Single-cell ‘computers’ help guide learned behavior

A single brain neuron of the worm C. elegans.
An individual neuronal cell of the worm C. elegans (captured through the visualization of calcium dynamics using the calcium sensor GCAMP6). Imaging of single neurons in the brains of behaving animals, like in this photo, allowed Yale researchers to reconstruct how single neurons change based on experience, and how their plasticity mechanisms then compute sensory information to actuate a memory.

The nervous system has the capacity to change based on experience. This plasticity is thought to underpin the formation and retrieval of memories. How plasticity of individual neurons contribute to learned behavior is a fundamental, and unanswered question in neuroscience. In the Jan. 4 issue of the journal Neuron, Yale scientists show that two plasticity mechanisms act within a single neuron to express a memory in the worm C. elegans.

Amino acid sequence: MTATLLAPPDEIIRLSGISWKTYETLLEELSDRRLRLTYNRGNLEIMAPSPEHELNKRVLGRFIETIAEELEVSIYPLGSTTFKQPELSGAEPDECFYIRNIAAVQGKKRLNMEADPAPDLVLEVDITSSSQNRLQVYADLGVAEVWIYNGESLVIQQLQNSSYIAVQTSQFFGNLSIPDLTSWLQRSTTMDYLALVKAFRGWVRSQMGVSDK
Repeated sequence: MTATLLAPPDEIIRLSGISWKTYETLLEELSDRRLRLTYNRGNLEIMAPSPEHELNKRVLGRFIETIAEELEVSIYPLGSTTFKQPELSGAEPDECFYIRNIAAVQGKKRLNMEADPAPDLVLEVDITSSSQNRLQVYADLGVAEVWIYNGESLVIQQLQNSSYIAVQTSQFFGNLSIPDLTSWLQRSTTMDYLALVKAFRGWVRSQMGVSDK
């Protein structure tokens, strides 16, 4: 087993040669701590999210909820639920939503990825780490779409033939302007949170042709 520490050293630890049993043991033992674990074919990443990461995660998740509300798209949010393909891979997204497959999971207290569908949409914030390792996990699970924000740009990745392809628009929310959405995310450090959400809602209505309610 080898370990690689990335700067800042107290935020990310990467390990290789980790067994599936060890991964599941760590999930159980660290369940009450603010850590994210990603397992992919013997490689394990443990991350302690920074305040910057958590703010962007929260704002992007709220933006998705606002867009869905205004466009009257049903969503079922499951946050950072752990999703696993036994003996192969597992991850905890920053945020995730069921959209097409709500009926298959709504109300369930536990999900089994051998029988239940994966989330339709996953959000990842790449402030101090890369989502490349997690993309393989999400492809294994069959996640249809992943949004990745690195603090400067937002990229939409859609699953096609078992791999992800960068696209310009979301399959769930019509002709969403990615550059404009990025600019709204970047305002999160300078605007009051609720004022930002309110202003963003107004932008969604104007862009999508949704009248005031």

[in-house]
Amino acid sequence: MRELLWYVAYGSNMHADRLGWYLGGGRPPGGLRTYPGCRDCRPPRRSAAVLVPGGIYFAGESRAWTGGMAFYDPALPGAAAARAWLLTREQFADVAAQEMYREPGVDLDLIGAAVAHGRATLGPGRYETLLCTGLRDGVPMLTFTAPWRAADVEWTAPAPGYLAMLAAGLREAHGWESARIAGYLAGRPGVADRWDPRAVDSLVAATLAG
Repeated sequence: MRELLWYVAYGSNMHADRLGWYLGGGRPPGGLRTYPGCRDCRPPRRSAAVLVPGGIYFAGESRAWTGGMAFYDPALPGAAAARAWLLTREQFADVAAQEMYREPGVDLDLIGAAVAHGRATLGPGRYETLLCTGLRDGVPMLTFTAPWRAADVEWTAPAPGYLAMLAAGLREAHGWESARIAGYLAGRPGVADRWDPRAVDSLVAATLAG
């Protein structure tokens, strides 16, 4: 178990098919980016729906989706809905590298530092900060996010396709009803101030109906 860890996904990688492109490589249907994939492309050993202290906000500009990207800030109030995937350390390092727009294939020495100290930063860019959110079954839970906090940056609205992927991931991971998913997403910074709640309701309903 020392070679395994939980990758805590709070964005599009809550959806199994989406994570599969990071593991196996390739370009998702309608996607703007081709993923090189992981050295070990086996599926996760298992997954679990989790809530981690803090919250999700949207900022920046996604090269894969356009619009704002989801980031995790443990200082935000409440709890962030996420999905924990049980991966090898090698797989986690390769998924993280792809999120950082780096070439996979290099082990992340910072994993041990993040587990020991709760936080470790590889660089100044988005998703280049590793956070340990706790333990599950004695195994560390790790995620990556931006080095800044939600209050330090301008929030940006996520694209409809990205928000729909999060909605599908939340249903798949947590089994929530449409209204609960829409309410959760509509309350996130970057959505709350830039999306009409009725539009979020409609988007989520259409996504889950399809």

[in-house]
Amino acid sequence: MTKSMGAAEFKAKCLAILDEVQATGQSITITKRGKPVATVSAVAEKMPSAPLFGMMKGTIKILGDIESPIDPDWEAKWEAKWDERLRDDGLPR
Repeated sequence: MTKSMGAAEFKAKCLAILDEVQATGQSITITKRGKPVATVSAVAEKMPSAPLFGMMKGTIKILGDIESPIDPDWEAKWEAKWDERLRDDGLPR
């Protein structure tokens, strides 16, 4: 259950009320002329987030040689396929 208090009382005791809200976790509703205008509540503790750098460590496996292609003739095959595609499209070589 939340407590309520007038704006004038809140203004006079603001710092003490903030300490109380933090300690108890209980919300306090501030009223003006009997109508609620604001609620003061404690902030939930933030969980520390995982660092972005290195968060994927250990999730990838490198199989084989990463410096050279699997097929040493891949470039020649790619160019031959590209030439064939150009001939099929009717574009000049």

C. elegans can be trained to prefer a temperature, and the Yale team, led by neuroscientists Daniel Colón-Ramos and Josh Hawk, studied what happens at the cellular level when animals learn to prefer a new temperature. They found that a sensory neuron in the worm can integrate two plasticity mechanisms to guide learned behavioral preferences. Sensory adaptation allows the neuron to act as a sort of compass, telling the worm which way it is bearing on a temperature gradient. Presynaptic plasticity acts as an “information gate” that, based on learned behavior, governs whether temperature information is relayed to other neurons or not, thereby controlling its movement. Together, these mechanisms create a single-cell logic system that explains how the animal both senses temperature, and responds to it based on a previous memory.

Our work shows that each individual neuron is capable of acting as a computer, integrating plasticity mechanisms to process information that initiate complex behaviors,” said Colón-Ramos.

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